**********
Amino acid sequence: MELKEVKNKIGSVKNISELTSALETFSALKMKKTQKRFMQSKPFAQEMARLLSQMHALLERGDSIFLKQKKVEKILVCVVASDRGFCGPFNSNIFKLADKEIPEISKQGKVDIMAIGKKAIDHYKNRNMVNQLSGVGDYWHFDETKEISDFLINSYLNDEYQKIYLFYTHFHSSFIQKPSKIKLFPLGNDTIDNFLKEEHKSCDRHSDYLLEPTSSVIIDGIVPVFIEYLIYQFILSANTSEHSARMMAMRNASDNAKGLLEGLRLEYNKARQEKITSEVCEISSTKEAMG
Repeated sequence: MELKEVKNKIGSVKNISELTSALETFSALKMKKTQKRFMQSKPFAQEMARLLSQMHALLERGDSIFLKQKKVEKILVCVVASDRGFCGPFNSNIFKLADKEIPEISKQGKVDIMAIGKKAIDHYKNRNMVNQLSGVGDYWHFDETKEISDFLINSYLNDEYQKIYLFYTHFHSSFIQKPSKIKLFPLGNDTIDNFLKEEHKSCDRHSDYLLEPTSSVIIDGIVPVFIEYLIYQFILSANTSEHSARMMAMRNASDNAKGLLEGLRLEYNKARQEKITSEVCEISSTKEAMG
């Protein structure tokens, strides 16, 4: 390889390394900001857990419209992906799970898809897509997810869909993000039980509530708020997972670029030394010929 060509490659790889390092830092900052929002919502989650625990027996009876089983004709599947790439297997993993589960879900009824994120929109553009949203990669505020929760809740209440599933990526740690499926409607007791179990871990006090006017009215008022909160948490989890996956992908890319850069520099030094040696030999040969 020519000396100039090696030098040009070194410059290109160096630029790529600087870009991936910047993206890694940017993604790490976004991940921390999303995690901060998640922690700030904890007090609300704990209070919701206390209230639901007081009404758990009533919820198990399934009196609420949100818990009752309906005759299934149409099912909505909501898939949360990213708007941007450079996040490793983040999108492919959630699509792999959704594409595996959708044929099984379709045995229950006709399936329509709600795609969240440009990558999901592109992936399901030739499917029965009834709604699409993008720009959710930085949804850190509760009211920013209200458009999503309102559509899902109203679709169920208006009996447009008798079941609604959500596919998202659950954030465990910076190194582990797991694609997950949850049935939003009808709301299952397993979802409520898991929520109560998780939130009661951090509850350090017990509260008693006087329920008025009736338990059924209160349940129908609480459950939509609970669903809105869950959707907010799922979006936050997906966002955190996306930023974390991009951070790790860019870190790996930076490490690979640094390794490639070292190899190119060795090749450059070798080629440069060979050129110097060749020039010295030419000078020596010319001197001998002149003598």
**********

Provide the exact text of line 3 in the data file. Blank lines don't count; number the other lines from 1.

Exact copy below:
């Protein structure tokens, strides 16, 4: 390889390394900001857990419209992906799970898809897509997810869909993000039980509530708020997972670029030394010929 060509490659790889390092830092900052929002919502989650625990027996009876089983004709599947790439297997993993589960879900009824994120929109553009949203990669505020929760809740209440599933990526740690499926409607007791179990871990006090006017009215008022909160948490989890996956992908890319850069520099030094040696030999040969 020519000396100039090696030098040009070194410059290109160096630029790529600087870009991936910047993206890694940017993604790490976004991940921390999303995690901060998640922690700030904890007090609300704990209070919701206390209230639901007081009404758990009533919820198990399934009196609420949100818990009752309906005759299934149409099912909505909501898939949360990213708007941007450079996040490793983040999108492919959630699509792999959704594409595996959708044929099984379709045995229950006709399936329509709600795609969240440009990558999901592109992936399901030739499917029965009834709604699409993008720009959710930085949804850190509760009211920013209200458009999503309102559509899902109203679709169920208006009996447009008798079941609604959500596919998202659950954030465990910076190194582990797991694609997950949850049935939003009808709301299952397993979802409520898991929520109560998780939130009661951090509850350090017990509260008693006087329920008025009736338990059924209160349940129908609480459950939509609970669903809105869950959707907010799922979006936050997906966002955190996306930023974390991009951070790790860019870190790996930076490490690979640094390794490639070292190899190119060795090749450059070798080629440069060979050129110097060749020039010295030419000078020596010319001197001998002149003598």